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Django Reinhardt: The Complete Django Reinhardt and Quintet of the Hot Club of France Swing/HMV Sessions 1936-1948

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Django Reinhardt remains a difficult figure to categorize. Unquestionably a genius of the guitar, and just as doubtlessly the first important European jazzman, it is still awkward to place him in a context that includes American jazz musicians. My favorite observation about Django was made by Kenny Burrell, who noted that his phenomenal virtuosity despite his mutilated left hand provides the ultimate proof that technique is a mental, not a physical, question.

This set gathers together all the recordings made under Reinhardt’s name and that of The Quintet of the Hot Club of France for HMV and the important Swing label. It features a lot of the great Reinhardt-Grappelli group, assorted odds and ends and the wartime quintet that formed after the violinist fled to England in 1939. Not included are the great Swing sessions that came out under the names of Coleman Hawkins, Eddie South and Bill Coleman, on which Django was a sideman. Also beyond the scope of the present collection are the important recordings made for Ultraphone and Decca.

The first three discs here are predominated by recordings of the classic quintet, and it need hardly be said that this is really great music that just sounds better as the years go by. It seems pointless to single out the highest peaks in such a stunning range. There are also some great Django solos and a few other departures. The only tracks that probably wouldn’t get reissued on any but a complete edition are the weird versions of “Bolero” and “Mabel” from the 12/14/37 session.

Admittedly the wartime quintet, which featured clarinetists Hubert Rostaing or Gerard Leveque with guitar-bass-drums rhythm rather than two guitars and bass, is less compelling than the Grappelli group, but it’s crazy to overlook Reinhardt’s spectacular playing during this period.

Ironically, Reinhardt had his greatest success under the Nazis, even as he lived in constant fear that some mischance could deliver him to the same fate suffered by millions of other Gypsies. Basically the wartime editions of the quintet account for two of the remaining CDs, with postwar Grappelli quintets making up the third. Grappelli is even harder to rate than Reinhardt. He can lose direction in the middle of an inspired solo or come up with something electrifying right when you think he’s going through the motions. The violinist’s relationship with Django was rocky from the get-go-descriptions by one of the other usually boiled down to the same three-letter word-but the combination unquestionably produced the greatest music for both men. Fortunately, there is lots of it.

As always, Mosaic includes a great booklet in their deluxe production, and this one has excellent notes by guitarist-writer Mike Peters. Peters’ provocative insights have enhanced my enjoyment of the music, even though I see things slightly differently at times. For instance, I appreciated his singling out of Django’s wonderful solo on “I’ll See You in My Dreams” as his greatest, comparable in its position in his oeuvre with Armstrong’s “West End Blues” or Parker’s “Koko.” But I wouldn’t personally invite comparisons with such figures even obliquely; fantastic as this solo is, the development from the first chorus to the second doesn’t seem as convincing to me as the very greatest jazz. Here we encounter the difficulty of comparing Reinhardt to the best Americans, some of which has to do with how we define “swing.” There is a strict school of thought that would never allow that Django swings, and while I have problems with any definition that excludes musicians whose drive is as terrific as Reinhardt’s, there is a different rhythmic value to his eighth-notes and even a subtle difference in how he feels the quarters. I would say he swings, and hard, but differently. Because of this, I had never really seen how deeply Armstrong influenced Django, but Peters does such a good job detailing that influence that I finally got it. I also would say that, while Django is an emotional player, I don’t hear in his work the depth of expression that I do in Lester Young, Ben Webster, Miles Davis, Bud Powell and the couple of dozen other improvisers I would place in the very highest echelons.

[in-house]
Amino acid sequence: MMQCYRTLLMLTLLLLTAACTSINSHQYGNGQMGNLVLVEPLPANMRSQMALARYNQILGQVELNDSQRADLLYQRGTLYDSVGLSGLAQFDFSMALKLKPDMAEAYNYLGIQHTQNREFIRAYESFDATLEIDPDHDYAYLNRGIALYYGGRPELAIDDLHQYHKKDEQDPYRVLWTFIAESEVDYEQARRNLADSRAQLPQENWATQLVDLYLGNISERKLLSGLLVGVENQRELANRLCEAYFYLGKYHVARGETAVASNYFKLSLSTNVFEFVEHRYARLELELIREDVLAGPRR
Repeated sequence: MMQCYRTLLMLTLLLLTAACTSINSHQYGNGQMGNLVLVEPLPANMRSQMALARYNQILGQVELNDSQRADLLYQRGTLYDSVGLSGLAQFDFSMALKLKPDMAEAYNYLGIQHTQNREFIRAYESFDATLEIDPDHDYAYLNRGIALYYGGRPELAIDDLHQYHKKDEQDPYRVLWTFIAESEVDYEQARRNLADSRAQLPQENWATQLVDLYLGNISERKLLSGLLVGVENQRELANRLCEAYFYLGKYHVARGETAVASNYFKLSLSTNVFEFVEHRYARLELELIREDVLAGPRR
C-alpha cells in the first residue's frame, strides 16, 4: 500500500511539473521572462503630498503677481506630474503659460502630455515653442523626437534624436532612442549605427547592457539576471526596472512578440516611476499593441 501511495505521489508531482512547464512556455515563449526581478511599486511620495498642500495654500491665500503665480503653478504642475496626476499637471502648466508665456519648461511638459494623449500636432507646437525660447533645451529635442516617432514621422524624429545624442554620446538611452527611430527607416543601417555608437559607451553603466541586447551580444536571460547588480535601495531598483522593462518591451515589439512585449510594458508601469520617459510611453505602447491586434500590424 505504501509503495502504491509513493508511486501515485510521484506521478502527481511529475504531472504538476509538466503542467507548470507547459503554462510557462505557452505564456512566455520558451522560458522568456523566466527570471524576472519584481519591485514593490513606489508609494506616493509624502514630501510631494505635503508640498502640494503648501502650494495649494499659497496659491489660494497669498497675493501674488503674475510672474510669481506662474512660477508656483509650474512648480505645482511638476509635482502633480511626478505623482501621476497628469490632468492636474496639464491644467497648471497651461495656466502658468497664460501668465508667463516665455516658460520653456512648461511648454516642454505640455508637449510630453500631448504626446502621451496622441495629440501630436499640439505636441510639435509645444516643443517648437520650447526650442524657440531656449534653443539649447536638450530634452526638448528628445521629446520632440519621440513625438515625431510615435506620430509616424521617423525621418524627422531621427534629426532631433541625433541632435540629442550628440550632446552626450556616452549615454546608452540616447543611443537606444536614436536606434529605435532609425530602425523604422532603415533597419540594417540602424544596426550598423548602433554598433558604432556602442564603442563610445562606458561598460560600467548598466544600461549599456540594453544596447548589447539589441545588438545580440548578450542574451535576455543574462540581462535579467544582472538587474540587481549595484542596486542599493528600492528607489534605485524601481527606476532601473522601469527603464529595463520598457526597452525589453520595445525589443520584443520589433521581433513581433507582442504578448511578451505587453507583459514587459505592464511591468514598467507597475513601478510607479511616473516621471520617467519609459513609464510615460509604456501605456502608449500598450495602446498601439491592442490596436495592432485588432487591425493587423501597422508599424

Peters’ bold assertion that Reinhardt and Grappelli represent the greatest partnership in jazz is hard to argue with, but I balk at characterizing the quintet’s music as “some of the greatest jazz ever created.” Again it’s a matter of definitions. I do think that Django is a brilliant soloist and Grappelli is an excellent one, and the quintet that features them has a delightful and original sound, but the fact that three of the five members are so strictly subordinate as to be practically anonymous clashes with my personal idea about what constitutes a great jazz group. Still, no matter how one defines things, there is no question that this is music for the ages. By mail order only: 203-327-7111.